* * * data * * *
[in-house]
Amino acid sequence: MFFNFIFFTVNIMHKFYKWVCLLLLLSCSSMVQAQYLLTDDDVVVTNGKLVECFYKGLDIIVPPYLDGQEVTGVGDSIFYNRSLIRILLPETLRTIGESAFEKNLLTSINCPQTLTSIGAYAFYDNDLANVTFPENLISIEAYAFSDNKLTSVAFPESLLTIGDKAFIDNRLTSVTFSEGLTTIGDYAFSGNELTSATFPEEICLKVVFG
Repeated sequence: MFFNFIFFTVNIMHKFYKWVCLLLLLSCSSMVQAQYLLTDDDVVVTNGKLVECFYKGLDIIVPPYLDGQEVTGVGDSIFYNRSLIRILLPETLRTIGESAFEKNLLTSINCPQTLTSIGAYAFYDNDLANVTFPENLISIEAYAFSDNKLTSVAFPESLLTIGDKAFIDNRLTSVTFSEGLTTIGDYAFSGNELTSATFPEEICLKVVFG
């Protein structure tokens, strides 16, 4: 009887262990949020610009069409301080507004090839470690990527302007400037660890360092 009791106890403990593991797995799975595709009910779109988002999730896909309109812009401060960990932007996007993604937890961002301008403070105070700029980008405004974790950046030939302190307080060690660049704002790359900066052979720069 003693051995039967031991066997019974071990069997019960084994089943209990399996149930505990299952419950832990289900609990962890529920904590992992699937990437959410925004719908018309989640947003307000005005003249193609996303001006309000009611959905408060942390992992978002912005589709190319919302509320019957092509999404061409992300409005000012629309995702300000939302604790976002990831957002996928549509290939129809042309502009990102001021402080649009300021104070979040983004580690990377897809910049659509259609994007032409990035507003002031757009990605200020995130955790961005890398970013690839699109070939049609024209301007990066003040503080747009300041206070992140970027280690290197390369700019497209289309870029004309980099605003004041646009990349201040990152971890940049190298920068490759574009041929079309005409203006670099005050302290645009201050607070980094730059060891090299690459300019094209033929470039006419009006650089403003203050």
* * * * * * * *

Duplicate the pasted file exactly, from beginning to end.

[in-house]
Amino acid sequence: MFFNFIFFTVNIMHKFYKWVCLLLLLSCSSMVQAQYLLTDDDVVVTNGKLVECFYKGLDIIVPPYLDGQEVTGVGDSIFYNRSLIRILLPETLRTIGESAFEKNLLTSINCPQTLTSIGAYAFYDNDLANVTFPENLISIEAYAFSDNKLTSVAFPESLLTIGDKAFIDNRLTSVTFSEGLTTIGDYAFSGNELTSATFPEEICLKVVFG
Repeated sequence: MFFNFIFFTVNIMHKFYKWVCLLLLLSCSSMVQAQYLLTDDDVVVTNGKLVECFYKGLDIIVPPYLDGQEVTGVGDSIFYNRSLIRILLPETLRTIGESAFEKNLLTSINCPQTLTSIGAYAFYDNDLANVTFPENLISIEAYAFSDNKLTSVAFPESLLTIGDKAFIDNRLTSVTFSEGLTTIGDYAFSGNELTSATFPEEICLKVVFG
């Protein structure tokens, strides 16, 4: 009887262990949020610009069409301080507004090839470690990527302007400037660890360092 009791106890403990593991797995799975595709009910779109988002999730896909309109812009401060960990932007996007993604937890961002301008403070105070700029980008405004974790950046030939302190307080060690660049704002790359900066052979720069 003693051995039967031991066997019974071990069997019960084994089943209990399996149930505990299952419950832990289900609990962890529920904590992992699937990437959410925004719908018309989640947003307000005005003249193609996303001006309000009611959905408060942390992992978002912005589709190319919302509320019957092509999404061409992300409005000012629309995702300000939302604790976002990831957002996928549509290939129809042309502009990102001021402080649009300021104070979040983004580690990377897809910049659509259609994007032409990035507003002031757009990605200020995130955790961005890398970013690839699109070939049609024209301007990066003040503080747009300041206070992140970027280690290197390369700019497209289309870029004309980099605003004041646009990349201040990152971890940049190298920068490759574009041929079309005409203006670099005050302290645009201050607070980094730059060891090299690459300019094209033929470039006419009006650089403003203050």